opinion

OPINION: Trump, conservative news outlets are racist in handling of the coronavirus



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President Donald Trump listens to White House Coronavirus Response Coordinator Dr. Deborah Birx during a press briefing March 19 on the coronavirus pandemic at the White House. Tribune News Service

Since President Donald Trump began referring to the coronavirus as the “Chinese Virus” on March 16, which he also tweeted March 18, global citizens have criticized this reference, and rightfully so. The president even made a point to cross out “corona” in his notes for a conference March 20 and replaced it with “Chinese.”

Meanwhile, right-wing news outlets have stood by him, as well as his constituents. If Americans do not denounce such bigotry now, it will only continue and fuel the power of the far-right by normalizing such chauvinistic behavior.

Since news broke of the coronavirus outbreak in Wuhan, China, anti-Asian bigots have emphasized its origin. The first known cases originated in China and have since spread across the globe. The virus has incited a global pandemic, the likes of which have not been seen since the Spanish influenza in 1918.

The Trump administration and conservative news outlets, such as Fox News, have not helped the social climate during this pandemic.

Fox News representatives Tucker Carlson, Sean Hannity and Laura Ingraham only pointed fingers at the Chinese government, further diverting from the faults of other governments during this time, and solely focusing on a country where the virus originated. 

“President Trump’s allies on Fox News, with the exception of Carlson, were inclined to take the same stance that the president himself promoted,” Allyson Chiu of The Washington Post said in an article discussing the “blame-shifting” of Trump and Fox News. “The novel coronavirus, which had sickened and killed thousands of people worldwide, was no worse a threat than the seasonal flu.”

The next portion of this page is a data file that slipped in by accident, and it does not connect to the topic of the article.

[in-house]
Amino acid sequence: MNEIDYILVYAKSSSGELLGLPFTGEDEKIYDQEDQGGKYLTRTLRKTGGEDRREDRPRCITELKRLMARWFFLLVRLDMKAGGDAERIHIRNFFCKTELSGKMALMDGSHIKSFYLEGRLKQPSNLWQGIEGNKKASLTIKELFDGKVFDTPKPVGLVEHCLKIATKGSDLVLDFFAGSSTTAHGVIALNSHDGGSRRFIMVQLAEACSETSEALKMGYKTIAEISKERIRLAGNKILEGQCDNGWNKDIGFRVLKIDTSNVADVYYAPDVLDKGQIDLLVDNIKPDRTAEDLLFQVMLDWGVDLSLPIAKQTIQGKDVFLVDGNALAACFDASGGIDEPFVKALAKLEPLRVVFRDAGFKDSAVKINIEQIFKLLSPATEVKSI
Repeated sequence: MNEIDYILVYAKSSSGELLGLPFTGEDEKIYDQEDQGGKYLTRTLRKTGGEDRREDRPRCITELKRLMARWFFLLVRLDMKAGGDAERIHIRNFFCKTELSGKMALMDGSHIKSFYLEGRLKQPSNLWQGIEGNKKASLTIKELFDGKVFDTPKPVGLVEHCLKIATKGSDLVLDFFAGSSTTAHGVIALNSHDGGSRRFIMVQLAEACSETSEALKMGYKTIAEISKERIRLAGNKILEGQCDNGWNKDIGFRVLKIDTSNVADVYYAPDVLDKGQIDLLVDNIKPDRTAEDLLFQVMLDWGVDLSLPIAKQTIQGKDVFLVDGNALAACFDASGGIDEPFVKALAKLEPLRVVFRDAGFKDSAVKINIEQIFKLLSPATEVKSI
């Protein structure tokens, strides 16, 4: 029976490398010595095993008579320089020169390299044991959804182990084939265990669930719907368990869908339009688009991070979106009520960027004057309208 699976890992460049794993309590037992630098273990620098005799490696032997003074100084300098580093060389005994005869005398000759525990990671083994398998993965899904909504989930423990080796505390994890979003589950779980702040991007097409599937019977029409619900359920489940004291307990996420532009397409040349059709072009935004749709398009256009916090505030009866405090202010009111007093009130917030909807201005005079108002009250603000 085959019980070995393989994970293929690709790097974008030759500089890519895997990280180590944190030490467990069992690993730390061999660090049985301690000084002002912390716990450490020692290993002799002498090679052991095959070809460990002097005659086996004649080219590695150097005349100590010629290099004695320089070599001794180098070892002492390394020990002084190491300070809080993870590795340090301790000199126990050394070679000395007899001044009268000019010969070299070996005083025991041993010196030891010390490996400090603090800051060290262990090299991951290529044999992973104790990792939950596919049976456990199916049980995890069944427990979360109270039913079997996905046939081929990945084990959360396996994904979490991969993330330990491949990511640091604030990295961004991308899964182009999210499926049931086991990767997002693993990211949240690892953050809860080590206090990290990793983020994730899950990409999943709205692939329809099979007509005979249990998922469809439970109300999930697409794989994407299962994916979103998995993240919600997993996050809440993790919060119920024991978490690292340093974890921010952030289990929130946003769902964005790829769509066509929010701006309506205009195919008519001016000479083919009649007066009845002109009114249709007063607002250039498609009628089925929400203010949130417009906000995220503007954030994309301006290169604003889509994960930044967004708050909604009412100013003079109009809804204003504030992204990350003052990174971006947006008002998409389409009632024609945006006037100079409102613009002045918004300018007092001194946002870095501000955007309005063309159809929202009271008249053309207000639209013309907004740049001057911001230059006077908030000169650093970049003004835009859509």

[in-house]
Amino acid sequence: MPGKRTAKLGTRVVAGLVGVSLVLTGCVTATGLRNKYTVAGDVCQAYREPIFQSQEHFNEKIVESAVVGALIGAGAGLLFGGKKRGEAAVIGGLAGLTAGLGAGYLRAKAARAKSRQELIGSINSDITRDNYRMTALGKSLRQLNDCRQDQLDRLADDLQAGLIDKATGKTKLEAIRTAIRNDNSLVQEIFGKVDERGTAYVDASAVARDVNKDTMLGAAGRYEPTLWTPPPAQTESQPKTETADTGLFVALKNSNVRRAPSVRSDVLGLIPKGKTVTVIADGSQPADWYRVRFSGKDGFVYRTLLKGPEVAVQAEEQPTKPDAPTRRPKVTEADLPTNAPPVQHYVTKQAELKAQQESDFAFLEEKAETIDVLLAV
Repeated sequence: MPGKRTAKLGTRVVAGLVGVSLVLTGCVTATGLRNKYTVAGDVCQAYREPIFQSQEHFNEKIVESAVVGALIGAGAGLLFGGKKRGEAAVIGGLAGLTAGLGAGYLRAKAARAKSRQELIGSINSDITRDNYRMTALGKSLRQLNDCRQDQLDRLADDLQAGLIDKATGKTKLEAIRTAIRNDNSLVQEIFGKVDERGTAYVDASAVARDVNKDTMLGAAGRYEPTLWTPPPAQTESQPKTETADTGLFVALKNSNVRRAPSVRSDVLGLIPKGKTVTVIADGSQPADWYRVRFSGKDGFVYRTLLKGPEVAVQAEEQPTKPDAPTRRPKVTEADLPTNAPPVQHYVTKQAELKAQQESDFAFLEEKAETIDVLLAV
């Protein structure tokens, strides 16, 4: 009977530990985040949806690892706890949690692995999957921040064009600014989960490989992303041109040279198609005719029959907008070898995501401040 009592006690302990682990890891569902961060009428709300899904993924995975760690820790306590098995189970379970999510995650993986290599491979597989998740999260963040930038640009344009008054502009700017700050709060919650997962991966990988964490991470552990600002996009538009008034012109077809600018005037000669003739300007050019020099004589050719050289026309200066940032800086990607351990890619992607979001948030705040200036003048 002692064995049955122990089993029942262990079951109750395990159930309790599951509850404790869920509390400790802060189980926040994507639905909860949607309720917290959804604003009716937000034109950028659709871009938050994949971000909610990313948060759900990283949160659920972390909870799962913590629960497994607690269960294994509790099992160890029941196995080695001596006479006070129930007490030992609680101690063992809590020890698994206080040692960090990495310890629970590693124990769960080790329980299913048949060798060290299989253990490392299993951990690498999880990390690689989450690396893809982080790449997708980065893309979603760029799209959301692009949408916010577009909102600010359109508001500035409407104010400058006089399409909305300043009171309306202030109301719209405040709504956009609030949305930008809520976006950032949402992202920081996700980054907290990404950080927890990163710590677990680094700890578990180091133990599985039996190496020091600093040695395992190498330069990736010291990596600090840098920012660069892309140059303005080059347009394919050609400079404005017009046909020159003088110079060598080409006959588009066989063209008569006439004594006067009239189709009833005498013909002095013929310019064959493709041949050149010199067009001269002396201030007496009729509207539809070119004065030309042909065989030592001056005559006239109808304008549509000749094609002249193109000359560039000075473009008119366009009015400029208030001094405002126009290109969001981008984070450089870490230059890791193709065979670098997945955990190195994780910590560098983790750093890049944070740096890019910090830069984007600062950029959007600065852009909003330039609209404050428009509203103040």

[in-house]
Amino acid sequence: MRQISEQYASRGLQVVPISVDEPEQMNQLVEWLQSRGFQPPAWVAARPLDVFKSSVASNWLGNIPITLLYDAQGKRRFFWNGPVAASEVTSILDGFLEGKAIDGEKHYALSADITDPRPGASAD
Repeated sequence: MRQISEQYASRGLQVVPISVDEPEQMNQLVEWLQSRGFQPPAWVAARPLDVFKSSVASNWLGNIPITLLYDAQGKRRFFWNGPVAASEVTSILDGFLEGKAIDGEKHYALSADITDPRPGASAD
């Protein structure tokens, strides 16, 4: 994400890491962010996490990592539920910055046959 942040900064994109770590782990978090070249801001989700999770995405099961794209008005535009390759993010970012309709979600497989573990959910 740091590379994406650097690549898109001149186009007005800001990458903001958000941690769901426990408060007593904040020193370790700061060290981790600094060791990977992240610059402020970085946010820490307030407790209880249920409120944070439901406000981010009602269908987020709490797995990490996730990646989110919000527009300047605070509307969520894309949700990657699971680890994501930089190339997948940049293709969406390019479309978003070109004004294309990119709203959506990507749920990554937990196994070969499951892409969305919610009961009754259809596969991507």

While there is a point of origin, China is not to blame. It continues to send supplies to other countries to fight the pandemic, and has flattened the curve of infection rates.

Currently, Americans are struggling to even get tested and failing to listen to federal guidance or learn from the inactivity of other countries by practicing extreme social-distancing, cleanliness and less travel. The current administration is responsible for this. Trump, along with his media allies, downplayed the severity of the virus until the point of inevitability.

Trump’s comments continue to support racist beliefs, giving bigots across the country the opportunity to openly display their distaste for members of the Asian community.

Vox reporters have been shedding light onto the effects of Trump’s racist rhetoric on the Asian American community. They, along with others such as The New York Times, continue to interview Asian Americans about their experiences with racially-motivated verbal and physical assaults. 

A video posted on Twitter on Feb. 24 went viral, showing a 68-year-old Asian man being robbed and verbally and physically assaulted. This has only escalated one month later.

The Asian Pacific Policy and Planning Council of San Francisco State University launched a website for people to report such hate crimes, and tracks news reported on the connection between the coronavirus and hate crimes. Between Feb. 9 and March 7 alone, the council found a 50% increase in reports.

In addition, the controversy surrounding the coronavirus adds to the conversation on the treatment of past links between communities and other viruses.

The flu is not referred to as the European or American virus, though its first cases were in Europe and America. Yet, other viruses that are connected to marginalized communities are given negative associations. 

The viruses that happen to affect or originate from marginalized populations, such as how AIDS was to the gay community and Ebola is to Africans, are forever connected to these peoples simply because they do not adhere to global societal norms and were widely affected by such pandemics.

Global citizens from countries outside of Asia must evaluate how western media is portraying the Asian community amid the virus and denounce such behavior. It is our civic duty to stand alongside one another, no matter our identity, to combat the flames of hate amid the current pandemic.

Kailyn Hilycord (she/her) is a senior studying journalism, English and music. She plans to pursue graduate studies in journalism.

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